On Monday, Mr Green announced that it had acquired all of the shares of Danish-licensed online operator Dansk Underholdning, whose primary business involves casino games, ahead of Mr Green’s plans to launch its own brand in Denmark later this year.
The deal calls for Mr Green to pay €9m upfront, with a possible additional maximum consideration of €650k payable depending on certain performance benchmarks. Pending regulatory approval, the deal is expected to close in April.
Mr Green says it paid cash for the acquisition, and as such the company’s board of directors will recommend that no dividend be paid to shareholders for the 2016 financial year. The board expects the Dansk Underholdning acquisition will have a positive effect on 2017’s earnings and cash flow.
Dansk Underholdning operates several Danish-facing brands, including Bingosjov, Bingoslottet and Balletbingo. The company generated revenue of €3.9m in 2016, 27% higher than the company reported in 2015.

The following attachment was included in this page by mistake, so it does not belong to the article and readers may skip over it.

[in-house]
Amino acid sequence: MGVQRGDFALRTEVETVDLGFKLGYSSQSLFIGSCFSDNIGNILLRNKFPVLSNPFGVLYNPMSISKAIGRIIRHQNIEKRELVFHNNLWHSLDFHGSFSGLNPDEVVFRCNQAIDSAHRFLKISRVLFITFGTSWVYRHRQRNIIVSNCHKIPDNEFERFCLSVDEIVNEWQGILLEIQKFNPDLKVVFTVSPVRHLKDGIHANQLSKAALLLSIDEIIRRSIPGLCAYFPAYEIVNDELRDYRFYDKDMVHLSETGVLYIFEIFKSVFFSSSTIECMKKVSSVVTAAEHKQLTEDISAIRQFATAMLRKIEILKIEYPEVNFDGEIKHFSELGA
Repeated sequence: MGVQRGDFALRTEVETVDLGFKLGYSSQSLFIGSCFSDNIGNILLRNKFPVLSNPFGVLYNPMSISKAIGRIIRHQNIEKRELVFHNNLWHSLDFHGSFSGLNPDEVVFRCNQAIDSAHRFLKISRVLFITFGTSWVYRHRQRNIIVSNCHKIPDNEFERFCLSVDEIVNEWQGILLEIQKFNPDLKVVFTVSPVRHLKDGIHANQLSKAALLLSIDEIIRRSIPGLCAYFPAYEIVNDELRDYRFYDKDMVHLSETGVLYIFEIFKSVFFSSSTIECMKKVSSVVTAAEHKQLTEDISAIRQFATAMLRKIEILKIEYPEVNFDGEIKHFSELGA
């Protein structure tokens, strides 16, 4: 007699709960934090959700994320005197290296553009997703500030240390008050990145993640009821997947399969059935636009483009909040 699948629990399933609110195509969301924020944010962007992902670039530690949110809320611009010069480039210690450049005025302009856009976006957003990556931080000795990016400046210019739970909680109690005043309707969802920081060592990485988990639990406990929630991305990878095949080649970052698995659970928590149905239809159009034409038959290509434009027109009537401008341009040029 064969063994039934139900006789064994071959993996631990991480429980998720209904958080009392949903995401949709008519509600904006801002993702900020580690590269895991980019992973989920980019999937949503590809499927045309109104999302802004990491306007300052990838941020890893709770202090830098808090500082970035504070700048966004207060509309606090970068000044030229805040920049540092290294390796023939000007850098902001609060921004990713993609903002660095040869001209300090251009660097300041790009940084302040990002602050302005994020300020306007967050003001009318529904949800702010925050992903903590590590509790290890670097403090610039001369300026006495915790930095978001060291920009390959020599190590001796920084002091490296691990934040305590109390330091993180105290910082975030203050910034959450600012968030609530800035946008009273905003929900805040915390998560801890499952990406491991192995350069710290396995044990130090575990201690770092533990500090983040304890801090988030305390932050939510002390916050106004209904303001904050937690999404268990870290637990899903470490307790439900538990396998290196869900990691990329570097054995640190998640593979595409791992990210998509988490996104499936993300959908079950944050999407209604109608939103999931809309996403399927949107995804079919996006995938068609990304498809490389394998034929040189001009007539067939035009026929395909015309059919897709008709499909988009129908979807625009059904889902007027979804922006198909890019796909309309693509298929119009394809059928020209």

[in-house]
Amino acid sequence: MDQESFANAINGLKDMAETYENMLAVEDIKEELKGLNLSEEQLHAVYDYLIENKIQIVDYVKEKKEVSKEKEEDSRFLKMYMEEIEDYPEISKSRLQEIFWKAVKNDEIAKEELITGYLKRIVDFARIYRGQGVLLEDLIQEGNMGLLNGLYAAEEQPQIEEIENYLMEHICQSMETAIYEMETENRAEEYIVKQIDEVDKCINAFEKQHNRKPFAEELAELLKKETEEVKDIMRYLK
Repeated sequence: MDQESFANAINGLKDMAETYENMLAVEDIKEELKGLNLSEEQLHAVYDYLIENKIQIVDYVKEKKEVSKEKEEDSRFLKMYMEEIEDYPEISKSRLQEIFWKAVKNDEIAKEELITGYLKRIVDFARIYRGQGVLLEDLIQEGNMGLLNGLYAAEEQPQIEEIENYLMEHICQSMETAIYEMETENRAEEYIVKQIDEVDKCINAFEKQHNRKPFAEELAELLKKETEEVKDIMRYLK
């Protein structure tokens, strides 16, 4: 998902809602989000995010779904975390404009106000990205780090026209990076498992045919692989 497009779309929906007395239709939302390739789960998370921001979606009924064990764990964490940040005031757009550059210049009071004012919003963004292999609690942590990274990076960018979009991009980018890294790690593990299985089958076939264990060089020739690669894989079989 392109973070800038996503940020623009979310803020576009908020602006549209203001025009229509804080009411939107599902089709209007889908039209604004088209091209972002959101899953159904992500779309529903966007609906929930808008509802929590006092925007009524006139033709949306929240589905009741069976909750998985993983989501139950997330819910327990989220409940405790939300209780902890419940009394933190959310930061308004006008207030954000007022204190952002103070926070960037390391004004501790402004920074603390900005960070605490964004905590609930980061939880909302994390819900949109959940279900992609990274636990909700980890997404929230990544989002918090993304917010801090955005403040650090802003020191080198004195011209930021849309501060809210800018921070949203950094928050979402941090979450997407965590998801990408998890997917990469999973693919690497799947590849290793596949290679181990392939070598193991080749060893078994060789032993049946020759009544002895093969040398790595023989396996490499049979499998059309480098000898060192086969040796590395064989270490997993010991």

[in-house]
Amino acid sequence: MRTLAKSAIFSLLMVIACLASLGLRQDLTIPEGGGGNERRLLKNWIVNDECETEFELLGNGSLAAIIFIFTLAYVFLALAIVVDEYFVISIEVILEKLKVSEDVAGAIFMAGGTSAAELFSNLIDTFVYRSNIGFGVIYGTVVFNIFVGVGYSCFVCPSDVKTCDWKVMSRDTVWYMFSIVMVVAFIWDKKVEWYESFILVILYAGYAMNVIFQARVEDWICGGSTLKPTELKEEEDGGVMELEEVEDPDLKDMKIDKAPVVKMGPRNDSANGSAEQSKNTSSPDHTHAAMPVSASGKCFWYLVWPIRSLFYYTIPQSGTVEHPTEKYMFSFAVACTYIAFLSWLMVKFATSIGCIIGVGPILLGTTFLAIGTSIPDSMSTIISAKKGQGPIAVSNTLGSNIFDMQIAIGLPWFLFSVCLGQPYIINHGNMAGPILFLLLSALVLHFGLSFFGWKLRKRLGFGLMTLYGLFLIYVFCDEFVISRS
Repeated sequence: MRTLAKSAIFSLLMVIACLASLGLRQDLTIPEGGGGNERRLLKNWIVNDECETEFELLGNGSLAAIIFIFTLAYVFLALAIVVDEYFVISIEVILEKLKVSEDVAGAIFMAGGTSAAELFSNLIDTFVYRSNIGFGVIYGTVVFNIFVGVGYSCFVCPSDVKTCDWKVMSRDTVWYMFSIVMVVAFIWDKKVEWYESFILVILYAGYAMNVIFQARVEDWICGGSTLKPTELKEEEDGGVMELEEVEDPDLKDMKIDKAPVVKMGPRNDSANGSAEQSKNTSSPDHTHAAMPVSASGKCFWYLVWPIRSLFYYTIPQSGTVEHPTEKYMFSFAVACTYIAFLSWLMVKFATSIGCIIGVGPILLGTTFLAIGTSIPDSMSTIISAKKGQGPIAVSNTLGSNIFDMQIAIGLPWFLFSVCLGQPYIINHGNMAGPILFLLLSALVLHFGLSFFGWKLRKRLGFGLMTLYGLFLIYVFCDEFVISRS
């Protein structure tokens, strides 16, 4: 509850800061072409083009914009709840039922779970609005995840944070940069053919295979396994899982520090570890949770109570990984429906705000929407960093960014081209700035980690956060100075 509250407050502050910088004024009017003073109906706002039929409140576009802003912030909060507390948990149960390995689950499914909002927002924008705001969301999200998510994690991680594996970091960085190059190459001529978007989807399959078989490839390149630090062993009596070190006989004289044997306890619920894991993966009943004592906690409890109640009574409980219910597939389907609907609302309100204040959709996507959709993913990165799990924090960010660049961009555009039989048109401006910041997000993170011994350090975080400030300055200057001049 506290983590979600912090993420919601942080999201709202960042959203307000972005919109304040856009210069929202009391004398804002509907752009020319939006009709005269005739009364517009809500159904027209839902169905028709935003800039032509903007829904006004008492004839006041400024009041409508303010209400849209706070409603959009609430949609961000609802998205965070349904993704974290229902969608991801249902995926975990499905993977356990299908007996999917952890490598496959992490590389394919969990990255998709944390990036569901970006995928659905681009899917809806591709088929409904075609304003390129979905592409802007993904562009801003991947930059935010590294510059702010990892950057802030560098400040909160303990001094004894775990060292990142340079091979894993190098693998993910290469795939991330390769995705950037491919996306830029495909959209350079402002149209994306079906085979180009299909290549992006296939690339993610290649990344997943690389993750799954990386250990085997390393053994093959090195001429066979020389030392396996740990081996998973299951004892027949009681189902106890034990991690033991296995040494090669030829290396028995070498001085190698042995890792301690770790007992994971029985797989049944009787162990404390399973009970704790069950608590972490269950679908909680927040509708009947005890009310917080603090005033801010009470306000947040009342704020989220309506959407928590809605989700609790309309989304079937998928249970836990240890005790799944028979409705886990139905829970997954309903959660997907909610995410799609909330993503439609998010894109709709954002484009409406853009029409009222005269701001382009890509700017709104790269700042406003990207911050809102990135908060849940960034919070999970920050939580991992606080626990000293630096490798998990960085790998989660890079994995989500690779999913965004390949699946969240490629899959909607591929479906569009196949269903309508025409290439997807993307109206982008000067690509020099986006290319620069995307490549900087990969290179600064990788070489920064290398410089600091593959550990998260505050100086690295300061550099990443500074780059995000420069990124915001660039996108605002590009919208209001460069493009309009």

Dansk Underholdning CEO Peter Eugen Clausen, who will remain at the helm following the acquisition, called the deal “a perfect match” of his company’s local knowledge and Mr Green’s “competences and economies of scale.” Mr Green CEO Per Norman said a Danish acquisition had been “high on our list” as part of the company’s strategy of expansion to locally regulated markets.
Mr Green is the latest to find Denmark irresistible, as Intertain’s online casino brands Vera&John and InterCasino recently received Danish licenses, while LeoVegas is prepping a sports betting product to join its Danish-licensed online casino in 2017.
RELEASE THE PIGEONS!
In other Danish market news, last month saw the government announce plans to amend its gaming legislation to end the state-owned Danske Spil’s monopoly on horserace betting, while approving new markets for greyhound and pigeon (!) race betting by January 1, 2018, assuming the plans garner the approval of the European Commission.
The government is also looking at ending Danske Spil’s monopoly on online bingo, based on its estimates that the unauthorized online bingo market is twice the size of Danske Spil’s product, and thus the state is missing out on significant tax revenue. Denmark has long been touted as an example of the path to follow for European Union member states looking to transition from a former state gambling monopoly to a liberalized market open to international companies.